N2 - Purpose: To test the hypothesis that ankles with functional instability will demonstrate slower muscular reaction times than their contralateral stable ankle (SA) and stable healthy controls to a simulated nonpathological ankle sprain mechanism. Methods: Nineteen male volunteers with a history of unilateral ankle sprain and functional ankle instability (FAI) and 19 healthy male controls performed reaction time tests on a purpose-built platform thatsimulated a nonpathological combined inversion/plantarflexion ankle sprain mechanism. Participants provided informed written consent. Reaction time and muscle activity magnitude data were reported for the FAI group`s unstable (UA) and stable ankles (SA) and the control group`s dominant (DA) and nondominant ankles (NDA) to unilateral simulated ankle sprain (USAS). Results: The reaction times of the peroneus longus (PL), peroneus brevis (PB), and tibialis anterior (TA) in the UA were significantly slower (P G 0.025) thanthe SA and control group’s DA in the limb experiencing USAS. The reaction times of the support limb PL, TA, and extensor digitorum longus (EDL) muscles of the UA were slower than the DA (P G 0.025). The magnitude of EMG response was not different between the SA and UA (P 9 0.025). Conclusions: Results demonstrate a deficit (slower reaction time) in ankles with FAI when acting in support and when exposed to a simulated sprain compared to stable healthy controls. As a result of slower reaction times, acting to support the UA may put the contralateral SA at an increased risk of ankle sprain. This suggests that rehabilitation of a lateral ankle sprain shouldinclude strengthening the evertors (peroneals and EDL) at the subtalar joint and the dorsiflexors (TA and EDL) at the talocrural joint.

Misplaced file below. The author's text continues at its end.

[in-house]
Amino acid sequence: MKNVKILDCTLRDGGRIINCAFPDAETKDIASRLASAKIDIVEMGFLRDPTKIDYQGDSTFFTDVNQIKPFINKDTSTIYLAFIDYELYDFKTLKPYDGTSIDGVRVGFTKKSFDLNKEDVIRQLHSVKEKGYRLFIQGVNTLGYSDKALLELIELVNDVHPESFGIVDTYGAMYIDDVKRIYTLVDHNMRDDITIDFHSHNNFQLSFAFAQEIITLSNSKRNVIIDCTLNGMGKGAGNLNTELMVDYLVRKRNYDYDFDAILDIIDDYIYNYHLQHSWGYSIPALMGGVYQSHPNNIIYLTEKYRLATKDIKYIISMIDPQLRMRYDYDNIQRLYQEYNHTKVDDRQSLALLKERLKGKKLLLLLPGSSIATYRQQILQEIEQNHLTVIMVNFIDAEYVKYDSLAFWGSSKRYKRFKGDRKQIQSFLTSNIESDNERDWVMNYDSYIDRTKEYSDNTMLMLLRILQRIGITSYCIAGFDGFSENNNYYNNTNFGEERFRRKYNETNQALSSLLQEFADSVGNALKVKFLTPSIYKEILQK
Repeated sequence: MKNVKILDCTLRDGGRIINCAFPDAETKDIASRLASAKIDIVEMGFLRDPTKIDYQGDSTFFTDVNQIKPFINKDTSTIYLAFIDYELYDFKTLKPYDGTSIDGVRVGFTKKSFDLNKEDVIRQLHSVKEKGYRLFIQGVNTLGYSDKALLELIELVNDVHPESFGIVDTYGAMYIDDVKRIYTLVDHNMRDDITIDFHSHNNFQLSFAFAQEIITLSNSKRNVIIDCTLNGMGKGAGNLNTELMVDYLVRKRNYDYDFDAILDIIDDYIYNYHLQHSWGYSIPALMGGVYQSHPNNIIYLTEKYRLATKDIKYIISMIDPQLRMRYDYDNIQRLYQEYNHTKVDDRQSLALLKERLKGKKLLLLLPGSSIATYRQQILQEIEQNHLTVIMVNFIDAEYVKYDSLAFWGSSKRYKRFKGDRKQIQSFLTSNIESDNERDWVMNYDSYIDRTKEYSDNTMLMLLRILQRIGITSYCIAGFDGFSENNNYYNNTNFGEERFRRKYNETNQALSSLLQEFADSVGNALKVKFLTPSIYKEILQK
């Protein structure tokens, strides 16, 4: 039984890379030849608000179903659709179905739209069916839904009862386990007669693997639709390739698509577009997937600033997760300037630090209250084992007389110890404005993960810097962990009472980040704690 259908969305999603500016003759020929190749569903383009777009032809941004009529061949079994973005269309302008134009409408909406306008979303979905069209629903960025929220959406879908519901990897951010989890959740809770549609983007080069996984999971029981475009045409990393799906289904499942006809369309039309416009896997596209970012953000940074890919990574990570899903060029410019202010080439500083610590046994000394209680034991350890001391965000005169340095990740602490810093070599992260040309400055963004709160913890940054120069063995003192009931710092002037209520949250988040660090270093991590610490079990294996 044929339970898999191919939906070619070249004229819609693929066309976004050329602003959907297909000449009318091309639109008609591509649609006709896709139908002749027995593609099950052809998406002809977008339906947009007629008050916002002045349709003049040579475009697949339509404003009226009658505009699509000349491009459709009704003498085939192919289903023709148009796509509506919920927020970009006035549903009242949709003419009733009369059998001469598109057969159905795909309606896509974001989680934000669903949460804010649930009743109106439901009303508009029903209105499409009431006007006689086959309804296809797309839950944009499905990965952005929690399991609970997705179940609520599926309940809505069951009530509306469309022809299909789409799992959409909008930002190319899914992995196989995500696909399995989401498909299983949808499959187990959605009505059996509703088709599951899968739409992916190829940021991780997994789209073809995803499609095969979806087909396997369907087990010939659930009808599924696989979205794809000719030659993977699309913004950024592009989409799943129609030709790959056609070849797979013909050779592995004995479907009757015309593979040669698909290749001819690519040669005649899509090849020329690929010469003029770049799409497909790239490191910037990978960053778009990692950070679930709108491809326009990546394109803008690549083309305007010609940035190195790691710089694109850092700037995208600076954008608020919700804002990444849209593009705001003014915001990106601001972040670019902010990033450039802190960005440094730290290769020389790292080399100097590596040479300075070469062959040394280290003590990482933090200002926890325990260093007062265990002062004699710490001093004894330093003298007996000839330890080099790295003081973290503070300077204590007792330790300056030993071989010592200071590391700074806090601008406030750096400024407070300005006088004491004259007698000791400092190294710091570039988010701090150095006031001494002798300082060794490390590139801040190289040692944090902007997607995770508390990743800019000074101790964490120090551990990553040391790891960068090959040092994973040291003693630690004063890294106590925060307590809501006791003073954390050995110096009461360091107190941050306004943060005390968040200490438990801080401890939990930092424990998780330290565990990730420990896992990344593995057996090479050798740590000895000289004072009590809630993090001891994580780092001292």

AB - Purpose: To test the hypothesis that ankles with functional instability will demonstrate slower muscular reaction times than their contralateral stable ankle (SA) and stable healthy controls to a simulated nonpathological ankle sprain mechanism. Methods: Nineteen male volunteers with a history of unilateral ankle sprain and functional ankle instability (FAI) and 19 healthy male controls performed reaction time tests on a purpose-built platform thatsimulated a nonpathological combined inversion/plantarflexion ankle sprain mechanism. Participants provided informed written consent. Reaction time and muscle activity magnitude data were reported for the FAI group`s unstable (UA) and stable ankles (SA) and the control group`s dominant (DA) and nondominant ankles (NDA) to unilateral simulated ankle sprain (USAS). Results: The reaction times of the peroneus longus (PL), peroneus brevis (PB), and tibialis anterior (TA) in the UA were significantly slower (P G 0.025) thanthe SA and control group’s DA in the limb experiencing USAS. The reaction times of the support limb PL, TA, and extensor digitorum longus (EDL) muscles of the UA were slower than the DA (P G 0.025). The magnitude of EMG response was not different between the SA and UA (P 9 0.025). Conclusions: Results demonstrate a deficit (slower reaction time) in ankles with FAI when acting in support and when exposed to a simulated sprain compared to stable healthy controls. As a result of slower reaction times, acting to support the UA may put the contralateral SA at an increased risk of ankle sprain. This suggests that rehabilitation of a lateral ankle sprain shouldinclude strengthening the evertors (peroneals and EDL) at the subtalar joint and the dorsiflexors (TA and EDL) at the talocrural joint.

KW - Adult

KW - Ankle Injuries

KW - Biomechanics

KW - Humans

KW - Joint Instability

KW - Male

KW - Reaction Time

KW - Sprains and Strains

UR - http://www.scopus.com/inward/record.url?scp=58149357705&partnerID=8YFLogxK

U2 - 10.1249/MSS.0b013e31817356b6

DO - 10.1249/MSS.0b013e31817356b6

M3 - Article

C2 - 18705024

VL - 40

SP - 1515

EP - 1521

JO - Medicine and Science in Sports and Exercise

JF - Medicine and Science in Sports and Exercise

SN - 0195-9131

IS - 8

ER -